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Just Before You Take A Tattoo. - Health - Nairaland

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Things You Need To Know Before Wearing A Tattoo / Before You Get That Tattoo / The Hidden Risks Of Getting A Tattoo (2) (3) (4)

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Just Before You Take A Tattoo. by rodeo0070(m): 4:20pm On Aug 14, 2013
Getting a tattoo seems the in-thing, especially among adolescents who consider it a mark of independence. The fad is reinforced by the fact that virtually every showbiz person, such as musicians, athletes and models, has a tattoo.

One of the most inked athletes in modern history is British ex-footballer, David Beckham, who has tattooed all sorts of things in various parts of his body — from the names of his four kids, to the picture of Jesus with three cherubs. In all, Beckham has 32 tattoos engraved all over his body — from his hands to the nape of his neck.

Ink ingredients

Well, getting inked may be a fad, but health professionals say there are a few things to consider before you obtain your first tattoo.

While describing the chemical contents of tattoo inks, scientist-philosopher, Dr. Anne Helmenstine, notes that most tattoo inks “contain an unknown conglomeration of metallic salts such as oxides, sulphides and selenides; and organic dyes or plastics suspended in a carrier solution for consistency of application.”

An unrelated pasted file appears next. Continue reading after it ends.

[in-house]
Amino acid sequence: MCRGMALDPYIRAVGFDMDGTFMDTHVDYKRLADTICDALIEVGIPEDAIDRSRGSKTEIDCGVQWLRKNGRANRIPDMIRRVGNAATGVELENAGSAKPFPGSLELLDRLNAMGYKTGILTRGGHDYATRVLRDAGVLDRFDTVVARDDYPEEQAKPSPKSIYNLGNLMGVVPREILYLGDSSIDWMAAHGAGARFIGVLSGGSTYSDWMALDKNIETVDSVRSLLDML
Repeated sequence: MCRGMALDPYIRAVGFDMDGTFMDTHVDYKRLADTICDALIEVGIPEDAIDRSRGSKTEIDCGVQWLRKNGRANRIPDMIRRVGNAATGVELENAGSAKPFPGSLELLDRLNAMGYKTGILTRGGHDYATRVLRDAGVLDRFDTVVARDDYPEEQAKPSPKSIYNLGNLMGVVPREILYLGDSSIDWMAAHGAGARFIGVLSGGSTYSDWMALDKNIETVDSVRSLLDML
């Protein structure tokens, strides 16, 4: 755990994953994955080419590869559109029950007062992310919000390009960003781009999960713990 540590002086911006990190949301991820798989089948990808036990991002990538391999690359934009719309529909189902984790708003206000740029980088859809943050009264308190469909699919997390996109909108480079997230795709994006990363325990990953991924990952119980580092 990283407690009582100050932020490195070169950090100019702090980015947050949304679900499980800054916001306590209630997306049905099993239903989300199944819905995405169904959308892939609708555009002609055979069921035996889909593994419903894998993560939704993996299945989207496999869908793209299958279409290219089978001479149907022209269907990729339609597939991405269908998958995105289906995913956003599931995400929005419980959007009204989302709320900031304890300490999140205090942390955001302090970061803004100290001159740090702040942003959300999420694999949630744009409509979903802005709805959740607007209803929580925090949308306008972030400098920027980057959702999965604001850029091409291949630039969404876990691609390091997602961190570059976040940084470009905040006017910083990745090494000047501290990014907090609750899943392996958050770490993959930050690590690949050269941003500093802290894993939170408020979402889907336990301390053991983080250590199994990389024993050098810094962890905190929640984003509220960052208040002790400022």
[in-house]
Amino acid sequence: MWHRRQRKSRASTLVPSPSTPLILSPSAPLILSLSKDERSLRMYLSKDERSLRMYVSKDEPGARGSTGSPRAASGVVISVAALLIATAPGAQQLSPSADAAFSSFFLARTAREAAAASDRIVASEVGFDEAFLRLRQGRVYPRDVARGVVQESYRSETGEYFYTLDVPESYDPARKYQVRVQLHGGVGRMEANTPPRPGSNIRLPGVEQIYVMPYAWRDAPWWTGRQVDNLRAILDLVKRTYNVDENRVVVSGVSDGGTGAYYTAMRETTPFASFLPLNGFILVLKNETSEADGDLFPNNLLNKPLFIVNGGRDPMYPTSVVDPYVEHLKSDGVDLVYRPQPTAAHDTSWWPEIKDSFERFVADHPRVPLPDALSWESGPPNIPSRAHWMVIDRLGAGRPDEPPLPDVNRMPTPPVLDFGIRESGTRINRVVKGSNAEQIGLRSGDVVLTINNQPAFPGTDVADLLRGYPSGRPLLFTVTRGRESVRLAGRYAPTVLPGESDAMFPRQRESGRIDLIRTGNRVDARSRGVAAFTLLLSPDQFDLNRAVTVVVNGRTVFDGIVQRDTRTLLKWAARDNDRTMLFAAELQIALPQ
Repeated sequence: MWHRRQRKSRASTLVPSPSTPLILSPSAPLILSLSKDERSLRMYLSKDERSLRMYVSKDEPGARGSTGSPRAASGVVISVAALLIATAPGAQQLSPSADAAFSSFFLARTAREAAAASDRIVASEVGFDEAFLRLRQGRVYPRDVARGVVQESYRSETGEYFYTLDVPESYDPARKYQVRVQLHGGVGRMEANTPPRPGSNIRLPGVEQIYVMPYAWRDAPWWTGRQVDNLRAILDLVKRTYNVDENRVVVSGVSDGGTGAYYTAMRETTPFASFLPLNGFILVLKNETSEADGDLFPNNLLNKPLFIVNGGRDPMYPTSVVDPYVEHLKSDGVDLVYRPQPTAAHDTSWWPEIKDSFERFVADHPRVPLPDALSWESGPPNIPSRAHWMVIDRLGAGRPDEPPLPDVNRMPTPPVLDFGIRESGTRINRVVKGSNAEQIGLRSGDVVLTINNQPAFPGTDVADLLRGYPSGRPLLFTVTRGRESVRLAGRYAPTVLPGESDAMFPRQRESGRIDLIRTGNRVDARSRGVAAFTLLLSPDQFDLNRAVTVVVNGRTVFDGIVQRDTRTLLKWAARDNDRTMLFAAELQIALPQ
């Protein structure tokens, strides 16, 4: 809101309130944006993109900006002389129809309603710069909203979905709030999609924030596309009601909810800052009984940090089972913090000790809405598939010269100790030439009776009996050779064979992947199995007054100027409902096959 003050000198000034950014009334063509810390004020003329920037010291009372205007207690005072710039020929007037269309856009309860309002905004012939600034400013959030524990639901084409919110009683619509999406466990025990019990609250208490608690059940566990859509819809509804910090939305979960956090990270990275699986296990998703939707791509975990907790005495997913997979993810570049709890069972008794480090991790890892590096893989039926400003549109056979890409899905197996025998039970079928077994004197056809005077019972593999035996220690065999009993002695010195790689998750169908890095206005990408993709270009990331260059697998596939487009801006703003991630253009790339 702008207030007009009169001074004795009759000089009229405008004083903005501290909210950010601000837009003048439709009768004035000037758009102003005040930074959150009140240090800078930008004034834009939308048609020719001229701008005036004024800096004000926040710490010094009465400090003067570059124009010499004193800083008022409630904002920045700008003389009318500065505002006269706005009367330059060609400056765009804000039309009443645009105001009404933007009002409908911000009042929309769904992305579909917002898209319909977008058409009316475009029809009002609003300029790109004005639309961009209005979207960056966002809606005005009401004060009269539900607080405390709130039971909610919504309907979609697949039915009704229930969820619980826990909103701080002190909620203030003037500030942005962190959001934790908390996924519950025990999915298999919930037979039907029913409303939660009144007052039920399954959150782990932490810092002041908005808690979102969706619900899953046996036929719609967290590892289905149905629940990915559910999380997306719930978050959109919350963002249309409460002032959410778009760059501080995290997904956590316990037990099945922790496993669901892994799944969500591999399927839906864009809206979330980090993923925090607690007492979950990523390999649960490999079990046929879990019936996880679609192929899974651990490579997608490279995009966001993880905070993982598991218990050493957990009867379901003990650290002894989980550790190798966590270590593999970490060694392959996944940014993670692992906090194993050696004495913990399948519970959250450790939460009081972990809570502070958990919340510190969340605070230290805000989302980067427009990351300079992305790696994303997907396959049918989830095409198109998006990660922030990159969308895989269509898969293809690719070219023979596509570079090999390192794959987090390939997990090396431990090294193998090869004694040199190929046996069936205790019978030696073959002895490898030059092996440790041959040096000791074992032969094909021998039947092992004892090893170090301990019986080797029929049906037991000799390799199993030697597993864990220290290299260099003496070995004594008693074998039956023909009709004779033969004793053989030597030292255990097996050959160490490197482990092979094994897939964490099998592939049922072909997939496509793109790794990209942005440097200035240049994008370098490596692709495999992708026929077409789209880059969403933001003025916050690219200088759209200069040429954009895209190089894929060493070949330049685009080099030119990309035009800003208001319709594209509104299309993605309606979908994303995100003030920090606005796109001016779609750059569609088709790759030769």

She discloses that the most common ingredients used to make tattoo inks are ethyl alcohol, purified water, witch hazel, Listerine, propylene glycol and glycerol, all of which she considers safe enough.

She, however, says there are many other substances that could be found in an ink, and they include the patently toxic substances such as denatured alcohols (toxic and can burn the skin); other alcohols (methyl alcohol or methanol and isopropyl alcohol or rubbing alcohol, also toxic); ethylene glycol (antifreeze, which is toxic); aldehydes, such as formaldehyde and gluteraldehyde (highly toxic); and various surfactants or detergents.

Scientists at Northern Arizona University, USA, reveal that about 40 per cent of organic colourants used in permanent tattoos are not approved for use on the skin as cosmetic ingredients; while about 20 per cent of the colourants studied contained amine, a carcinogenic (cancer-causing) aromatic substance.

A study published in the JAMA Dermatology notes that some tattoo inks contain ingredients that are associated with printers’ ink, automotive and industrial paints, making them potentially dangerous for use on the skin.

Allergic reactions

Experts say because tattooing requires breaking the skin barrier, it may carry health risks, such as infection and allergic reactions

The online portal, Communicable Disease Report Weekly, warns those wishing to take tattoos that the exercise could pose serious health challenges. This is also confirmed by dermatologists, who say people sometimes develop allergy to tattoo inks.

A study jointly authored by Johannes Regensburger and Karin Lehner, and published in Experimental Dermatology, notes that the black ink that is commonly used in most tattoos are based on soot and iron oxide, and may contain hazardous chemicals that can stay on the skin for life.

They warn that certain substances in black tattoo inks, including polycyclic aromatic hydrocarbons, can migrate into lymph nodes. The lymph nodes help the body to filter out disease-causing organisms; but when tattoo inks interfere with their functions, your guess is as good as mine.